Spider-Man: No Way Home Review - A Multitude of Surprises, Payoffs and Triumph

Spider-Man: No Way Home is easily the MCU’s strongest film featuring the wall-crawler, with enough throwbacks, surprises and an emotional narrative to satisfy any comic-book fan.

If there ever was a film with an entire (or multiple) planet’s worth of expectations on its back, it’s Spider-Man: No Way Home. The third solo film in the wall-crawler’s third rebooted iteration in the Marvel Cinematic Universe is directed by Jon Watts, and despite my concerns, it’s a big win.

Note – this review will be free of spoilers.

Taking off directly from the end of 2019’s Spider-Man: Far From Home, the new film throws a new challenge at Peter - the entire world knows he is Spider-Man. While that may not be as much of an issue for literally every one of the original Avengers, Peter’s life gets even more complicated than normal by getting framed for Mysterio’s murder. With college just around the corner, Peter decides to get some help from Doctor Strange, hoping to use magic to make everyone forget he is Spider-Man. Of course, like any comic book story, things always take a turn for the worse. With a reality ripped apart, multiple villains from the previous Spider-Man iterations show up in the MCU, and it’s up to Spider-Man and Doctor Strange to put a stop to this madness.

No Way Home has a lot of characters to manage, and it does so about as well as I could have hoped. While not all five villains are given the same amount of attention, almost everyone has a big enough change in their motivations to have them stand apart from their original versions. In some cases, like with Willem Dafoe’s Green Goblin, we learn a whole lot more about them, to the point at which I’ll see the original films in a completely new light. Everyone from Dafoe to Alfred Molina and surprisingly Jamie Foxx brings their A-game, although it is a little shameful to have Rhys Ifans’ Lizard and Thomas Haden Church’s Sandman largely relegated to voice roles. As much as I adore every single character’s return, it’s Dafoe’s Goblin who cements himself as one of Spider-Man’s most important nemeses, both in the comics and the big screen.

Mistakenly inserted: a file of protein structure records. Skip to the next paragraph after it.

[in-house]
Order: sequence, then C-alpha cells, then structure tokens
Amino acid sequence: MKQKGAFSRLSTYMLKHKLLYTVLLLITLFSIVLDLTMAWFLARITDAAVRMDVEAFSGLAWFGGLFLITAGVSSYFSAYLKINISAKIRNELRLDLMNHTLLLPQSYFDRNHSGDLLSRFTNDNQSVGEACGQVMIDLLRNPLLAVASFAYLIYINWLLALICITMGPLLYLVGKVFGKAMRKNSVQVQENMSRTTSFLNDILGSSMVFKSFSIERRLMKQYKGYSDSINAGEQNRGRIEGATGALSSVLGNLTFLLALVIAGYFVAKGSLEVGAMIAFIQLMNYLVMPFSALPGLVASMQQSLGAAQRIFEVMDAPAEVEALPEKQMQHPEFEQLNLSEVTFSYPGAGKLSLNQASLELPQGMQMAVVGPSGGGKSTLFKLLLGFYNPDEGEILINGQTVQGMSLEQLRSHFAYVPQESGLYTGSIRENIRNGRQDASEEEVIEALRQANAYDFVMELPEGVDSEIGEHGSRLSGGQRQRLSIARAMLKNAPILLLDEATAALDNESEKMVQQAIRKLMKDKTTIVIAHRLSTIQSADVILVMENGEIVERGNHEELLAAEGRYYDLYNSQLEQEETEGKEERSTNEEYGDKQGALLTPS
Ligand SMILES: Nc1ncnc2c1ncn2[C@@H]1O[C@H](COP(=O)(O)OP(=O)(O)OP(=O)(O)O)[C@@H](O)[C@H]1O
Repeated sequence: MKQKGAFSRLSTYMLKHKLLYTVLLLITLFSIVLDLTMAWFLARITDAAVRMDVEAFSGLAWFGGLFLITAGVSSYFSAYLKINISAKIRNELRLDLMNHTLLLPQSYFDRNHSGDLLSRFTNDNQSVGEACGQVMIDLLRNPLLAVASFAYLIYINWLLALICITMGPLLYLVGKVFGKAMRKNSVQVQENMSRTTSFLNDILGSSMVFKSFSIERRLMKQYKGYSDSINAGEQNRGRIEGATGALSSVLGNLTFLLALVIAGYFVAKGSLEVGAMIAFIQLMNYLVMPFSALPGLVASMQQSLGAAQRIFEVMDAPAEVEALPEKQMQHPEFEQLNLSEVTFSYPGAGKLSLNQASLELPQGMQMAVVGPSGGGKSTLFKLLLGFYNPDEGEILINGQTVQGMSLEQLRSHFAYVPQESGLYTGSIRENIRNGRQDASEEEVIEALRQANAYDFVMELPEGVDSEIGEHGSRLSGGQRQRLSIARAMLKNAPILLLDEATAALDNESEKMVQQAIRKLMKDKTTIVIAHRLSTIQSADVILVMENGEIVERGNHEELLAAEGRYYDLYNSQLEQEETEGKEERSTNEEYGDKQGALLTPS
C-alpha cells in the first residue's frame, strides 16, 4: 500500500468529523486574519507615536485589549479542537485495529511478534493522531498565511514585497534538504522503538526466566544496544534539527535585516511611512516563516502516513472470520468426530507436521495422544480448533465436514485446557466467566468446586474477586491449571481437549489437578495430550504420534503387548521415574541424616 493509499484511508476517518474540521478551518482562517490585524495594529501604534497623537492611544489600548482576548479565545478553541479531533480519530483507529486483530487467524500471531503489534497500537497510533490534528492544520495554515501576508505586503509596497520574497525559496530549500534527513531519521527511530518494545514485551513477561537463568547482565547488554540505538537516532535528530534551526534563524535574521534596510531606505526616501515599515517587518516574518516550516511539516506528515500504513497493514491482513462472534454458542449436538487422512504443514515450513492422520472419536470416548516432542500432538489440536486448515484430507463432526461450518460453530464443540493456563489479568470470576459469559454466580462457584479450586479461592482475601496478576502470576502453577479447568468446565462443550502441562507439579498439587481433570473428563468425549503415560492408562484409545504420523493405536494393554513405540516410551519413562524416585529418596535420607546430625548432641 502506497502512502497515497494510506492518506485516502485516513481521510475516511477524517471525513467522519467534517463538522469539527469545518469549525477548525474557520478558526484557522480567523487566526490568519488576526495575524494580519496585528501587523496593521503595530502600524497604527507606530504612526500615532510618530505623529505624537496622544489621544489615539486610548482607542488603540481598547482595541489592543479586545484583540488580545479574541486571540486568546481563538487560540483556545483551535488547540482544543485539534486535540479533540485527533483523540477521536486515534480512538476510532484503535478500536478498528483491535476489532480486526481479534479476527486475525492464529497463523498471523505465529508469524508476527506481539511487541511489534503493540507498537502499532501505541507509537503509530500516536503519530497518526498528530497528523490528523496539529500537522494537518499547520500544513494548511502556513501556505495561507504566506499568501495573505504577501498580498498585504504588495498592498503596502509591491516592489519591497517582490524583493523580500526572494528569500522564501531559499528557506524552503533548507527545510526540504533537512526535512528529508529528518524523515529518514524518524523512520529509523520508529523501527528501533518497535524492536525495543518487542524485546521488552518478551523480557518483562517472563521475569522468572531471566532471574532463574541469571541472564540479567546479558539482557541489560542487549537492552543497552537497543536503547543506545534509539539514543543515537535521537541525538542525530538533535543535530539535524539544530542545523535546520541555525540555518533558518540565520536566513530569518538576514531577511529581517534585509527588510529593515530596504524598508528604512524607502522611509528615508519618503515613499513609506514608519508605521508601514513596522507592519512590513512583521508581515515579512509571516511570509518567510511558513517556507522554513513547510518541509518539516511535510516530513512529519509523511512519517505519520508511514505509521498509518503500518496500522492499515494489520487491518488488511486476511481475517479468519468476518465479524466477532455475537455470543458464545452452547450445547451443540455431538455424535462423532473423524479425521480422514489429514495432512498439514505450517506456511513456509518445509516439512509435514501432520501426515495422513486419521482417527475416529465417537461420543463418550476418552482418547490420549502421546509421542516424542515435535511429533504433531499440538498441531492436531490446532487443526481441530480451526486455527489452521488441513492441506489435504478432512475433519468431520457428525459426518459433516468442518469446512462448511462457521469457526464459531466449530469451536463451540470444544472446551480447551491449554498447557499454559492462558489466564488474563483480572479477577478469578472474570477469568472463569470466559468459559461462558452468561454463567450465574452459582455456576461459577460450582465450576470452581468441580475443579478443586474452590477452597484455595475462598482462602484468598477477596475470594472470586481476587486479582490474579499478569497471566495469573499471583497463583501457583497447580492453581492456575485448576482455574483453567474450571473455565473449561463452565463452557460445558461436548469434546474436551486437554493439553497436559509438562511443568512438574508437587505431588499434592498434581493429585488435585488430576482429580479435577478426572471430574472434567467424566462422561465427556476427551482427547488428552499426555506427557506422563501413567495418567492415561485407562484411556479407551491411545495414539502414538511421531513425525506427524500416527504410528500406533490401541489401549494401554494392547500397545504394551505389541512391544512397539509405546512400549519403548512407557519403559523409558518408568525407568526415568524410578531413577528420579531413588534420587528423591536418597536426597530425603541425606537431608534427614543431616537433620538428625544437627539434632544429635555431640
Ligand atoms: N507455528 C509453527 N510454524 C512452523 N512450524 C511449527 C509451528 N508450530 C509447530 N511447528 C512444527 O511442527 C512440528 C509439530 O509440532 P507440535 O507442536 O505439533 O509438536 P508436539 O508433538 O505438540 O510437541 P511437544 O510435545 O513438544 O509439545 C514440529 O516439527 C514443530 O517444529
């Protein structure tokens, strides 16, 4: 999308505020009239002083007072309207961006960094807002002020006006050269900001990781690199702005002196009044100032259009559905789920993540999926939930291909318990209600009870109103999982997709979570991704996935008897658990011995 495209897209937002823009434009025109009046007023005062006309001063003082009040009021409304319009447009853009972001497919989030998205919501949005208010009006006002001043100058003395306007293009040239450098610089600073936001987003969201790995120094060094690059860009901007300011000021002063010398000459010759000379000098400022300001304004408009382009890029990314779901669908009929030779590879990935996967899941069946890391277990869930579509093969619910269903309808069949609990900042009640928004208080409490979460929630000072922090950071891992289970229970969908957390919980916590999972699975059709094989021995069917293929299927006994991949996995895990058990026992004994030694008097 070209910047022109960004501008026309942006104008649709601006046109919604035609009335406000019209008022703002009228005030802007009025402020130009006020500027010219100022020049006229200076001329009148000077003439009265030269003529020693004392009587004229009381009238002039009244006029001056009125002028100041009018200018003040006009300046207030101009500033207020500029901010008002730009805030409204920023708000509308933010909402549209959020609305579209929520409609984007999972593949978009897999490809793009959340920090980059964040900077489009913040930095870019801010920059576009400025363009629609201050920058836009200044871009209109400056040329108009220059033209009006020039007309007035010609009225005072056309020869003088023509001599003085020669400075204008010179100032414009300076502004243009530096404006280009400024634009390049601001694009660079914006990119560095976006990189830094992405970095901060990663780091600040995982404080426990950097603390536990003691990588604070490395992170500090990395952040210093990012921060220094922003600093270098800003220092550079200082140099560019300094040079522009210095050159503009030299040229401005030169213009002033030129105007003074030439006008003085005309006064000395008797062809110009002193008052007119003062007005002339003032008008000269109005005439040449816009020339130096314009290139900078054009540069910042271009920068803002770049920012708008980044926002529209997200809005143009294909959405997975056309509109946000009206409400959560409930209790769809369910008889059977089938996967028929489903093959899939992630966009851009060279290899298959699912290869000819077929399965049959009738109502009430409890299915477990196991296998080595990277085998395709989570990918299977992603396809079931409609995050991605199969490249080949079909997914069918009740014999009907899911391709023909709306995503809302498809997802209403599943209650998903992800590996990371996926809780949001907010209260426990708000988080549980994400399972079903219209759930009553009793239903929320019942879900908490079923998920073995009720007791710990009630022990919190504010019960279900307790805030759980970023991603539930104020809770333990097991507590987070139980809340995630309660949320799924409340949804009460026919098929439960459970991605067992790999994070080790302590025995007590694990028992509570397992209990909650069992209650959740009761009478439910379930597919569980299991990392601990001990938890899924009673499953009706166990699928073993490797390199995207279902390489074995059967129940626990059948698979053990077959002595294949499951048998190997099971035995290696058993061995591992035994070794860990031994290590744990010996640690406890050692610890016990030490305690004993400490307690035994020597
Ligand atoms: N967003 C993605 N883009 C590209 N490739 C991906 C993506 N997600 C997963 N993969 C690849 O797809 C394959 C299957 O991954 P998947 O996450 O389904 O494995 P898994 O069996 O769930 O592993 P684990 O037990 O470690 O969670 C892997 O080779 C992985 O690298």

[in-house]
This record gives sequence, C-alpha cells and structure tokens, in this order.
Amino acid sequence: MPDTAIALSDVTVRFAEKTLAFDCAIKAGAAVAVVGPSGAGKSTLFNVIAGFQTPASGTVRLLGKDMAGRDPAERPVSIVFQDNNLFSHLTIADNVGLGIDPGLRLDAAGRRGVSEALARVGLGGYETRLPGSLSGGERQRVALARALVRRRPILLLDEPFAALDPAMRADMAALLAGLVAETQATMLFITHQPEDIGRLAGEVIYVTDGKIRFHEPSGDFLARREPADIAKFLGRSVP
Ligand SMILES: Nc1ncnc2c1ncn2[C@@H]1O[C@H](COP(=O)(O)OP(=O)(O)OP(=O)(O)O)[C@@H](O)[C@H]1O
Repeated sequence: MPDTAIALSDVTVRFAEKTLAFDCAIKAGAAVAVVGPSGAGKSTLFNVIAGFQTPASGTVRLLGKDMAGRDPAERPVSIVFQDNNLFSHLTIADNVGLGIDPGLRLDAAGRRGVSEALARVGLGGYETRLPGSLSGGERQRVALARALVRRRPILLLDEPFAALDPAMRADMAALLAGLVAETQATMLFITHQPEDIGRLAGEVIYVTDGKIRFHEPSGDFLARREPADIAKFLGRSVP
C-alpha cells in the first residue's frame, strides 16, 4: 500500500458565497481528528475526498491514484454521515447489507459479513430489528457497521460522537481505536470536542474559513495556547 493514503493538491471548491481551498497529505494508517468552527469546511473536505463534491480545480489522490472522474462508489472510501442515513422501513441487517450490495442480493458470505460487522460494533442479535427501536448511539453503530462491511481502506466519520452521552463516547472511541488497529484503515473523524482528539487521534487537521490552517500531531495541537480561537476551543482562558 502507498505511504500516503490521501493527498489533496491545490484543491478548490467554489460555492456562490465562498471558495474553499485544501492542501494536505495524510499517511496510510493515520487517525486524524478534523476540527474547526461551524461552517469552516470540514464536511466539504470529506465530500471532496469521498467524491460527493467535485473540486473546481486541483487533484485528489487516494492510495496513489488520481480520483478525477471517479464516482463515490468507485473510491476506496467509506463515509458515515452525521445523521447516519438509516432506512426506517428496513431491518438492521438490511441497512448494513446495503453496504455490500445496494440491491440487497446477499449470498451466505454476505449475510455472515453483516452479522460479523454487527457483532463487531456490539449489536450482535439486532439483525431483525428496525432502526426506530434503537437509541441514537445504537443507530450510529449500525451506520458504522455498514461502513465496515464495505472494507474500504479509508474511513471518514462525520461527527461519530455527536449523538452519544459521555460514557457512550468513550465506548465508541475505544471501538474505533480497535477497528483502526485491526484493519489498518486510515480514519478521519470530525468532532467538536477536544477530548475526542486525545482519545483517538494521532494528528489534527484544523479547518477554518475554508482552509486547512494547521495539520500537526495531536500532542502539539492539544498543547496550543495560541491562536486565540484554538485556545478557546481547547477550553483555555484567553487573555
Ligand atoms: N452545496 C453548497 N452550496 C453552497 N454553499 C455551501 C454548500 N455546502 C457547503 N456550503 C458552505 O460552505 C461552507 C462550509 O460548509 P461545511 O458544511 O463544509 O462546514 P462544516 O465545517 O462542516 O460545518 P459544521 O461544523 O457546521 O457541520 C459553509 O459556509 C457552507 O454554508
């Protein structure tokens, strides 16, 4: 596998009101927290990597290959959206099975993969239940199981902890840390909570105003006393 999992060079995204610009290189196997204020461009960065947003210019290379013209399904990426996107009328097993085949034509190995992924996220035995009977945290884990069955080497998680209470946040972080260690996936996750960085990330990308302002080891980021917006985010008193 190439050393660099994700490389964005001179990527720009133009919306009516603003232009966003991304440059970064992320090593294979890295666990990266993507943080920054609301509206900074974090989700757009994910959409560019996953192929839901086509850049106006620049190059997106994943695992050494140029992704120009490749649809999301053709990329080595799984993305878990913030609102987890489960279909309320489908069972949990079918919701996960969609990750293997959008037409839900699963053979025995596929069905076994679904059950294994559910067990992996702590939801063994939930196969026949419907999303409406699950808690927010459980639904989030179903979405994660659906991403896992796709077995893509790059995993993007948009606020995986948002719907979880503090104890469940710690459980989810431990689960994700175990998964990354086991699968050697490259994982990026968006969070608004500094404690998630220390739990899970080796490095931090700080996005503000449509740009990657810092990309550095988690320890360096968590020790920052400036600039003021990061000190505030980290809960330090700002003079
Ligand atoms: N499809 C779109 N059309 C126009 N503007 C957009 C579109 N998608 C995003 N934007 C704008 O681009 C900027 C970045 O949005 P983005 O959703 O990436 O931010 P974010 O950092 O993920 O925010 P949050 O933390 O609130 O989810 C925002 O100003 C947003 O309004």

With so many villains in the mix, it could have been easy to put supporting characters like Zendaya’s MJ, Jacob Batalon’s Ned Leeds or even Marisa Tomei’s May in the background, but No Way Home gives all of them a bigger role here than in previous outings. Considering how Peter’s identity being public has its own impact on his loved ones, it’s great to see these characters take an active part in the story, with each getting their own moment to shine. While I’ve found Peter and MJ’s romance in these films to be cute but without a strong emotional basis, No Way Home perfectly adapts the how and why of Peter Parker’s failed relationships from the comics to the big screen. Benedict Cumberbatch’s Doctor Strange, who has been front and centre in the film’s marketing, also plays a big role here without derailing the narrative.

One of my biggest issues with Jon Watts’ handling of the character’s films has been a distinct lack of personality. While the previous films took inspiration from the Harry Potter franchise, they never felt tonally consistent or focused. Spider-Man: No Way Home changes that, with a certain sense of dread that wasn’t there in Spider-Man’s previous MCU adventures. One of the best aspects of the film is the fight choreography, which is much cleaner and more impactful, with every punch feeling as strong as the characters throwing them. This is something I really cherished from Sam Raimi’s original trilogy, and Watts has certainly taken cues from the same.

As anticipated, the film does contain multiple surprises, some of which even the biggest fans won’t see coming. While it’s easy to shake off most of these as just fan-service, which they definitely are, it would also be quite cynical to say they are just that. Like Avengers: Endgame before it, No Way Home’s biggest surprises more often than not feel earned, and not forced.


Peter Parker goes through a life-changing journey here, and as often goes in the comics featuring the wall-crawler, it’s one full of pain and guilt. The film has its humour moments for sure, with some of them sure to get the loudest cheers in theatres, but at the end of the day, Spider-Man: No Way Home puts Parker in a place where Spider-Man purists have wanted to see him ever since his introduction in the Marvel Cinematic Universe.

Spider-Man: No Way Home releases worldwide on December 17, 2021.

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